Gangster faces death for shooting city mayor
A court in Japan convicted an alleged gangster and sentenced him to death Monday for the fatal shooting of a popular mayor in a crime that stunned a nation that takes pride in its rigid gun-control laws.
The defendant was convicted of murder and sentenced to death Monday in Nagasaki District Court, court spokesman Hiroyuki Mano said.
Prosecutors had sought the death penalty, while the defense had argued that was too harsh.
Mayor Iccho Ito, 61, was shot twice in the back at close range outside a train station in April last year while campaigning for re-election for his fourth term.
The crime was lambasted as an act of violence that aimed to stifle democracy, and it also raised fears about guns on the streets as well as about organized crime in a nation that has long boasted a relatively crime-free record.
Tetsuya Shiroo, 60, who police say is a senior member of Yamaguchi-gumi, Japan's largest organized crime syndicate, was arrested on the scene. He told police he was angry at the city for refusing to compensate him after his car was damaged at a public works construction site.
The assassination was the second attack in 20 years against a mayor of the southwestern city, whose politicians historically have been outspoken pacifists.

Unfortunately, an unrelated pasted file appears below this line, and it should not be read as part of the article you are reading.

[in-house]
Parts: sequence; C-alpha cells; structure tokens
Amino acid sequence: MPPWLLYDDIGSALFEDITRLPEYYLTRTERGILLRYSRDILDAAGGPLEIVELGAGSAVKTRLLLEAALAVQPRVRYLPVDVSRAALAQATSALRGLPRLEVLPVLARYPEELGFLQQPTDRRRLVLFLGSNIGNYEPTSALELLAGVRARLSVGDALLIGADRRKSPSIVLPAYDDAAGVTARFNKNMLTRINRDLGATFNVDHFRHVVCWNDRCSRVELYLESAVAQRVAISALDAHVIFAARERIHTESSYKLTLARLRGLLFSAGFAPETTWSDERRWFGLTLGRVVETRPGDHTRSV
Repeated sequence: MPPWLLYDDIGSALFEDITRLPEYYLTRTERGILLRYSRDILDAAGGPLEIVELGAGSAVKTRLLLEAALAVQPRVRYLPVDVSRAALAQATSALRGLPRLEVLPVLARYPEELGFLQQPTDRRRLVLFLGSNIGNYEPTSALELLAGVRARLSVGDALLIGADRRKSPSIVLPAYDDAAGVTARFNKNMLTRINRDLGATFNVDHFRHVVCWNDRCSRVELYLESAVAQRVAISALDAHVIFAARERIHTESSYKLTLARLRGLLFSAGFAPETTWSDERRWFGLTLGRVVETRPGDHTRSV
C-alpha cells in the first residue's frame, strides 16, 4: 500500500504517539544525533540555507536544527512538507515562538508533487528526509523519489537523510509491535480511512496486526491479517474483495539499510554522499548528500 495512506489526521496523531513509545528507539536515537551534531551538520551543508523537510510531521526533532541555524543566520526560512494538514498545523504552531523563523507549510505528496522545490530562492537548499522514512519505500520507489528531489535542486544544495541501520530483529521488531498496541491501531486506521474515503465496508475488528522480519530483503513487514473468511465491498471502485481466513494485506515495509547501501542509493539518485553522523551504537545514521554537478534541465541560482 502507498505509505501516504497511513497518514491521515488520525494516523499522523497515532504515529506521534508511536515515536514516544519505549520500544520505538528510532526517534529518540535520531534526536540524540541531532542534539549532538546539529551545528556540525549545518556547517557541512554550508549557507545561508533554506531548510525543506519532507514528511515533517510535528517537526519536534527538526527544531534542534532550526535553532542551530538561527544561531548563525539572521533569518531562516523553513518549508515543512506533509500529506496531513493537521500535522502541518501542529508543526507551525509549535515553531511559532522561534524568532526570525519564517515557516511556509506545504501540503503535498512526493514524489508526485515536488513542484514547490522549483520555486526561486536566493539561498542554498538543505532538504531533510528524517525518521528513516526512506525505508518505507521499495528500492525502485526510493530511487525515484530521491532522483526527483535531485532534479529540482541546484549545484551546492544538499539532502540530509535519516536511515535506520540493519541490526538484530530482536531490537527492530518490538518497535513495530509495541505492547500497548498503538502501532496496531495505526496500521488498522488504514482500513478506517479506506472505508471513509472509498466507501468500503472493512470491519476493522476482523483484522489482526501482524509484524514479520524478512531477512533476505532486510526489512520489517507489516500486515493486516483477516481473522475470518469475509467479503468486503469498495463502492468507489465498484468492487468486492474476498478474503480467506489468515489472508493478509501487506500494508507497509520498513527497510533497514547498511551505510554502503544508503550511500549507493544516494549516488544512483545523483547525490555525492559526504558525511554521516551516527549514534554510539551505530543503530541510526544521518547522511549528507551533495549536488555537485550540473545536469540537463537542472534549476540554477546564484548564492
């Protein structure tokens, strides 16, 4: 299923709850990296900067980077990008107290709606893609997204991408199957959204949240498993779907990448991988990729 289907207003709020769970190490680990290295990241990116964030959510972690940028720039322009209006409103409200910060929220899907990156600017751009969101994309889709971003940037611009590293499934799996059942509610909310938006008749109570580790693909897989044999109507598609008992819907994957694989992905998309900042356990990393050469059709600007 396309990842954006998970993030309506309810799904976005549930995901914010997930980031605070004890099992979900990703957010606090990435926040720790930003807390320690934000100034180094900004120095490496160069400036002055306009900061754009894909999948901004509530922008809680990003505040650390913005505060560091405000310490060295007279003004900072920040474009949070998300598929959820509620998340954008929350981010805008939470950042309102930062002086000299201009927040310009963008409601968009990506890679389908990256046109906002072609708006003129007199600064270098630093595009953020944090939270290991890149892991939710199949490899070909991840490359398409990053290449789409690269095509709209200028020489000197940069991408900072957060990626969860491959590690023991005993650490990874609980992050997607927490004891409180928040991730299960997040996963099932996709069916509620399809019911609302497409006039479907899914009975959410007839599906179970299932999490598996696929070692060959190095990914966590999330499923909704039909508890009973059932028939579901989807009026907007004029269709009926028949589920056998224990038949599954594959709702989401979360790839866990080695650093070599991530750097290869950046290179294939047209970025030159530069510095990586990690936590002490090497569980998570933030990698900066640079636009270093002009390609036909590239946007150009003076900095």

In 1990, Mayor Hitoshi Motoshima was shot and seriously wounded after saying that Japan's emperor bore some responsibility for World War II, enraging rightist-leaning nationalists. A right-wing terrorist was arrested in that attack.
One of Ito's daughters, Yuko Yokoo, welcomed the punishment as what the family had wanted.
"But even then, we the family are left with nothing," she said on nationally televised news. "We can only hope that this sends a message that such a crime will never be repeated."
Known as yakuza, gangsters are often involved in construction businesses, corporate extortion, gambling, the sex trade and drug trafficking.
According to the latest police report, gang members in Japan number about 84,200. They are behind two-thirds of Japan's reported shootings, which are still rare compared to in the United States and other nations at only 65 a year.
"We feel even stronger our determination to make Nagasaki a city free of gangsters," its current Mayor Tomohisa Taue said on NHK TV.
Ito was born in Nagasaki on August 23, 1945, just two weeks after the U.S. atomic bombing of the city towards the end of World War II. The other city to suffer atomic bombing was nearby Hiroshima.